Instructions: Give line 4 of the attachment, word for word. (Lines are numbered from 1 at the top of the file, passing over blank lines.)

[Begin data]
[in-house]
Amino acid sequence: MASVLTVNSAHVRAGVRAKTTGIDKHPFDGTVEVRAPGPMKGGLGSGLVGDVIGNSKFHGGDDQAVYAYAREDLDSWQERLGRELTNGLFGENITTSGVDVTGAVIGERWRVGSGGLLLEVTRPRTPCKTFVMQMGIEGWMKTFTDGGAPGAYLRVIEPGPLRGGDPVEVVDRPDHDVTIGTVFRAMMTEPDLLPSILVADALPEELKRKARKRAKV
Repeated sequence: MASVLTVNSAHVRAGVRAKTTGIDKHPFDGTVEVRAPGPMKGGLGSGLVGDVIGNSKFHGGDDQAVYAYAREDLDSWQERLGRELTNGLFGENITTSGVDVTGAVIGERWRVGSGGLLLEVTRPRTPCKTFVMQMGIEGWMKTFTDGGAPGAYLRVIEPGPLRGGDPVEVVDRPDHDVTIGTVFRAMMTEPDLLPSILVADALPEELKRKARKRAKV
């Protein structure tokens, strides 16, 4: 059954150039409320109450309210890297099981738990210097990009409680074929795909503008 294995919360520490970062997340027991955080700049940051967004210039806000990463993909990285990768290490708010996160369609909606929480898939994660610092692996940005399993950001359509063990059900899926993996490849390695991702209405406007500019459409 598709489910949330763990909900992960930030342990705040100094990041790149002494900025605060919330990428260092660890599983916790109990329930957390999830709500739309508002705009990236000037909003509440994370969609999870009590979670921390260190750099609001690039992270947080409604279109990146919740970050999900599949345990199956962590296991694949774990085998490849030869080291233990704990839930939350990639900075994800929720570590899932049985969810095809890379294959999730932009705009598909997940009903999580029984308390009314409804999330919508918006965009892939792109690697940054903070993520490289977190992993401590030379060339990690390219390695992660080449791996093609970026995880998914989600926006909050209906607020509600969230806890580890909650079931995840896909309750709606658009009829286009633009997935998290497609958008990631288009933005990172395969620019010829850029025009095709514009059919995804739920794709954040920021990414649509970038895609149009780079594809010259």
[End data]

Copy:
């Protein structure tokens, strides 16, 4: 059954150039409320109450309210890297099981738990210097990009409680074929795909503008 294995919360520490970062997340027991955080700049940051967004210039806000990463993909990285990768290490708010996160369609909606929480898939994660610092692996940005399993950001359509063990059900899926993996490849390695991702209405406007500019459409 598709489910949330763990909900992960930030342990705040100094990041790149002494900025605060919330990428260092660890599983916790109990329930957390999830709500739309508002705009990236000037909003509440994370969609999870009590979670921390260190750099609001690039992270947080409604279109990146919740970050999900599949345990199956962590296991694949774990085998490849030869080291233990704990839930939350990639900075994800929720570590899932049985969810095809890379294959999730932009705009598909997940009903999580029984308390009314409804999330919508918006965009892939792109690697940054903070993520490289977190992993401590030379060339990690390219390695992660080449791996093609970026995880998914989600926006909050209906607020509600969230806890580890909650079931995840896909309750709606658009009829286009633009997935998290497609958008990631288009933005990172395969620019010829850029025009095709514009059919995804739920794709954040920021990414649509970038895609149009780079594809010259």